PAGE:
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On the Linux platform, I get compile errors for using a function named CURSES. If I change the name to something else such as "my_curses" there are no more errors.
I understand there is a curses.h but I'm not aware of any functions named CURSES. Is there a function that already exists called CURSES in the standard or built in libraries?

PROTOTYPE: void CURSES(int x)

ERROR: "error: syntax error before numeric constant"

Then in the function declaration I get a bunch of similar errors along with a bunch of errors with "conflicting types".

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3  
There possibly is a preprocessor-definition for CURSES. Could you please give your #includes? –  fnl Feb 11 '12 at 19:30
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I'm confused. Are you calling it curses or CURSES? You might be in conflict with a macro name. –  Magnus Hoff Feb 11 '12 at 19:31
    
Have you tried using the function? The compiler can tell you if it exists or not. –  Luchian Grigore Feb 11 '12 at 19:31
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Best way to check for an existing preprocessor macro would be to #define CURSES(x) ((x)+42). that would give a 'redefinition' error. Or #ifdef CURSES #error CURSES!@#$#@ #endif BTW: is it so hard to give your function a different name? –  wildplasser Feb 11 '12 at 19:34
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I would recommending posting a minimal, complete example of a source file that causes you to get this error, including any #include declarations at the top. If I just compile a simple test program that only includes stdio.h, for example, I do not get this error. –  Brian Campbell Feb 11 '12 at 19:39
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4 Answers

up vote 6 down vote accepted

CURSES is probably a define. So your options are:

  • #undef CURSES --- that's not a good option unless you exactly know WHERE and by WHO this define is used.
  • call your function Curses, or cURSES or simply curses.
  • change name to your function.

Edit: A simple grep on my includes told me that both curses.h and ncurses.h have this line

#define CURSES 1
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Thanks everyone for chiming in. I really appreciate it. So it turns out one of my other .h files that I included actually calls out curses.h I tried "curses" instead of "CURSES" and no more issues so it must have been the #define CURSES 1 in curses.h causing this issue. –  SSS Feb 11 '12 at 19:52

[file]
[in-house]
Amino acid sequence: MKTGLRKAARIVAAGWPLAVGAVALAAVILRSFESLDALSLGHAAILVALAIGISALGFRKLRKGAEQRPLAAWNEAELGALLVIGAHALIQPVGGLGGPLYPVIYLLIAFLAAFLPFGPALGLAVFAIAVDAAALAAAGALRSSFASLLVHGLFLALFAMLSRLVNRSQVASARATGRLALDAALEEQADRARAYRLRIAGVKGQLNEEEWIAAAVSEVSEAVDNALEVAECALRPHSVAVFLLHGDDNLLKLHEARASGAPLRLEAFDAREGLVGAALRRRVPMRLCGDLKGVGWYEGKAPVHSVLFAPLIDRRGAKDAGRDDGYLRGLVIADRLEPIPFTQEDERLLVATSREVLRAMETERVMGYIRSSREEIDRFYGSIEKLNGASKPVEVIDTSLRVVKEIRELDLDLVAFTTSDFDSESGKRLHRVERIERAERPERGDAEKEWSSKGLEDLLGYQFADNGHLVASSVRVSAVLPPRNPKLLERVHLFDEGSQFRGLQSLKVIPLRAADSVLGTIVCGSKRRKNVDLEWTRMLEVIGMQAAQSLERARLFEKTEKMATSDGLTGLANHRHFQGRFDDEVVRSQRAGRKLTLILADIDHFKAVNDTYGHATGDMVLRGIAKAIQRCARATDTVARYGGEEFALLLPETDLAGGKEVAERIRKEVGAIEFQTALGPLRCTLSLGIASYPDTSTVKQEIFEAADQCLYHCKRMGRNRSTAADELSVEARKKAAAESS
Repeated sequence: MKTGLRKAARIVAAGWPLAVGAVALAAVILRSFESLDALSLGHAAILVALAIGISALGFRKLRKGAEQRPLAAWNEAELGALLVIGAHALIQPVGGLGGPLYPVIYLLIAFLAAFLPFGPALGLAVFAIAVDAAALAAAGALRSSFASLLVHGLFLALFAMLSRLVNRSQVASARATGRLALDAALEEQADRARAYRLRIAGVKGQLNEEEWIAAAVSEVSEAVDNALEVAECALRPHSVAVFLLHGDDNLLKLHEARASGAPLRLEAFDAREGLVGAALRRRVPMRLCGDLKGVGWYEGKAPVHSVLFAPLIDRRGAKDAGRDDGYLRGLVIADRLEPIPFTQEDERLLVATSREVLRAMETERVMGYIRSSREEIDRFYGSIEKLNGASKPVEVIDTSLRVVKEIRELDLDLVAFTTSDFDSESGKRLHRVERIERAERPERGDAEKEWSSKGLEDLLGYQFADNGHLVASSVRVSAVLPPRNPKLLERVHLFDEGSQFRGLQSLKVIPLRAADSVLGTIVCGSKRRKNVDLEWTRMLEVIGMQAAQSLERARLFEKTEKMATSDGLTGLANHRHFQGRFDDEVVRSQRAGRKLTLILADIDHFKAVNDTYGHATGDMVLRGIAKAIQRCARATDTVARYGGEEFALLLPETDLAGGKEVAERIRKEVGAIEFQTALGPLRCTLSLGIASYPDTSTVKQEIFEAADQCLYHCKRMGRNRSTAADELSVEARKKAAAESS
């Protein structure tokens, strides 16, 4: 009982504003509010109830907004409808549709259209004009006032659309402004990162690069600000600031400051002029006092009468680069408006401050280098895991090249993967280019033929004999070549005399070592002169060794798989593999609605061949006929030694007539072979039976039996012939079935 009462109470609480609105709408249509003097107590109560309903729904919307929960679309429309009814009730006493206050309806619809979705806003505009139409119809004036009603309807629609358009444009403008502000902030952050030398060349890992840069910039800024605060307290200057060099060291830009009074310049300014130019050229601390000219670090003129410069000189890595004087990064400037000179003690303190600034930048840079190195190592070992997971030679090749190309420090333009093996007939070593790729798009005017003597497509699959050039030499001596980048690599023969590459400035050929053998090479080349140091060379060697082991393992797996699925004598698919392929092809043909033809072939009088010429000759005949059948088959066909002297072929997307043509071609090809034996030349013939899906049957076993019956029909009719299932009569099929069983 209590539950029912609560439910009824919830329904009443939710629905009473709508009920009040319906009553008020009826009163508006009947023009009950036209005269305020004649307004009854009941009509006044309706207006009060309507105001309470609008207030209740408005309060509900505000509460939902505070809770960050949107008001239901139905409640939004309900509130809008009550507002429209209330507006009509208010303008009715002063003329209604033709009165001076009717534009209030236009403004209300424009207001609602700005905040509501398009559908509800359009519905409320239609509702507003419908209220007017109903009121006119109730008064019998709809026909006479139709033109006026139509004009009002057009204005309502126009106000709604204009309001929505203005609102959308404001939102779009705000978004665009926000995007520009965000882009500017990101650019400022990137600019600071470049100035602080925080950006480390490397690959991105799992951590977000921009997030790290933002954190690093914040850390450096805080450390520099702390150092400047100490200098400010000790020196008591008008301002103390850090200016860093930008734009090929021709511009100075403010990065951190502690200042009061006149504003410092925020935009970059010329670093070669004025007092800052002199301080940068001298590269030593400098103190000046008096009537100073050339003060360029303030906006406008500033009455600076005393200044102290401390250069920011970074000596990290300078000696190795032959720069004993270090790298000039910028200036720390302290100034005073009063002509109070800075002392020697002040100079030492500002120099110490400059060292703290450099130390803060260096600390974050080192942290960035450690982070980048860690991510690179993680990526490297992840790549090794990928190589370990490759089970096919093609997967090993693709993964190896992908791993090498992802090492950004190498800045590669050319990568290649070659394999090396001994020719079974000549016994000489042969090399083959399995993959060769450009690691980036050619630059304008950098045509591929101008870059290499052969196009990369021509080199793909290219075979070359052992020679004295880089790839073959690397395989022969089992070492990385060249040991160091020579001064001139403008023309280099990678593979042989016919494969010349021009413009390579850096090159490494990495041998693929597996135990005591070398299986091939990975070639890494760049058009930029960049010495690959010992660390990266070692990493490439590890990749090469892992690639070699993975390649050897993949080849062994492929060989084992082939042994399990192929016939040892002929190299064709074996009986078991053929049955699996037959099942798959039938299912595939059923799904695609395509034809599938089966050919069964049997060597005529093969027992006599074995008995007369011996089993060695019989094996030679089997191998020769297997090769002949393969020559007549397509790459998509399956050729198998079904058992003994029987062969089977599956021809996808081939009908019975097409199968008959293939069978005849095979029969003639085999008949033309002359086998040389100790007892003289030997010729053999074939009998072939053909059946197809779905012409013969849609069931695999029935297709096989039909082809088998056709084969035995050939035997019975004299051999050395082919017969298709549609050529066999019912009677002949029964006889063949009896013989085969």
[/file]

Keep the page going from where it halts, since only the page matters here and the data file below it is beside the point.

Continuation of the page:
@SS. You can use gcc -H (plus any other compiler options you need) to see the list of headers that are included by your program. –  Jonathan Leffler Feb 12 '12 at 5:18
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Q: Can I declare a function named curses in C?

A: Sure. "curses()" and "CURSES()" are both legal names.

Q: ERROR: "error: syntax error before numeric constant"

It would be helpful if you pasted the code immediately before, after and including the error line. It's probably something simple. Maybe you just forgot the ";" after the prototype?

EXAMPLE:

void CURSES(int x);

ALSO:

1) It's entirely possible there's a conflict with some other, different function or #define "CURSES". Check your #include's (or cut/paste your #include's into your post).

2) "CURSES" is a legal function name ... but it's a poor choice. I would only use capital letters for #define macro's (and not function names).

EXAMPLE:

#define MY_MACRO(x)

void my_function (int x);
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Compiler says this is not a function name, but a constant

Decision is using another name.

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You have a prototype declaration void CURSES(int x). That is invalid, in C the prototype declaration should be: void CURSES(int). Then your function implementation/declaration is something like:

void CURSES(int x) {
    printf("Curses! Got: %d\n", x);
}
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No, declaration can be performed the both ways. –  mikithskegg Feb 11 '12 at 19:34
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Nonsense! "void some_function (int my_integer);" is a perfectly legimate prototype. "void some_function (int);" without the argument name is a maintenance nightmare. I would ALWAYS include the argument name! –  paulsm4 Feb 11 '12 at 19:40
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